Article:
What does the election result mean for health?

Key health figures hold their seats, and the medical profession faces uncertainty

After a night of shocks and defeats for a number of high profile political faces, it is now fast becoming clear that the Conservatives are on course to win a majority. For those of us working in the health sector, all eyes will be set on what happens to the key MPs with an interest in health, and the new faces we should be watching out for.

The headlines are:

  • Jeremy Hunt, Norman Lamb and Andy Burnham all kept their seats
  • Health Select Committee Chair Sarah Wollaston MP was re-elected with an increased majority
  • Nearly all the other Health Select Committee members were re-elected, pending Andrew George in St Ives which at time of writing has still to declare

A number of new MPs with a strong interest in health have also been elected to parliament. Among these are:

  • Dr Tania Mathias (Con, Twickenham), a practising doctor, who beat former Business Secretary Vince Cable
  • Karin Smith (Lab, Bristol South), as predicted and profiled previously on The Debate
  • Kit Malthouse (Con, North West Hampshire), with his background in social care and record of campaigning on dementia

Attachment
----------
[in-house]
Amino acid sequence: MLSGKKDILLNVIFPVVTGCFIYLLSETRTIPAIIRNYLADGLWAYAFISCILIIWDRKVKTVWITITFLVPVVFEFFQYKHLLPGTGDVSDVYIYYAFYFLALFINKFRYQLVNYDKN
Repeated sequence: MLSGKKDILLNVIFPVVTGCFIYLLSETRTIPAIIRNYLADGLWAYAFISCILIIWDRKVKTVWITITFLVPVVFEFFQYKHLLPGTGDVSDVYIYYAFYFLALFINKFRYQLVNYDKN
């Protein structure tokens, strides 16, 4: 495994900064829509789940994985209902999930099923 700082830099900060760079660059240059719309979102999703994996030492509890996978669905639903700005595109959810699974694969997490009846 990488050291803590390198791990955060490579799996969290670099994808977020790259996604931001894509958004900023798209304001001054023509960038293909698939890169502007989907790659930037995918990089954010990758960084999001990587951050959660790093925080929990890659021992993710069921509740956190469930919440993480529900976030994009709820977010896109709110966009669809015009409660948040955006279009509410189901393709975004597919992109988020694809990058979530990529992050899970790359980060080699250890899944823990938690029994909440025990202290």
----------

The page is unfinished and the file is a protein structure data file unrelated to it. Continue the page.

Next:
• Nusrat Ghani (Con, Wealden), a former staffer at Breakthrough Breast Cancer
  • Lucy Allan (Con, Telford), with her record of involvement in local health bodies

Commentators are already pointing out how in the final days of the campaign, health and the NHS, slipped out of the spotlight. Many point out the NHS wasn’t the hot topic of the campaign that it looked at the start, and wonder if this heralds a return to the Conservatives mantra of ‘no more changes’ after the perilous Health and Social Care Act.

What is clear is that Simon Stevens will almost undoubtedly get the green light on his Five Year Forward View, given the endorsement this has already received from the Conservative front bench. The Conservatives have committed to giving the NHS an additional £8bn real terms increase in funding by 2020, as NHS England said was needed. However, they have yet to set out how this will be paid for.

As to therapy areas, dementia and cancer are both areas the Conservatives have called out, and despite cut backs in the Cancer Drugs Fund, there is a pledge in the Conservative manifesto to continue to invest in the Fund.

Although doctors classically vote for the Conservative party, many are concerned about the impact of the party’s commitment to 7-day universal access to GP services by 2020, on their working lives. Meanwhile, the wider medical profession has lost out in campaigning terms, unable to call in Labour on their promise of 20,000 new nurses and to working with the Pay Review Bodies.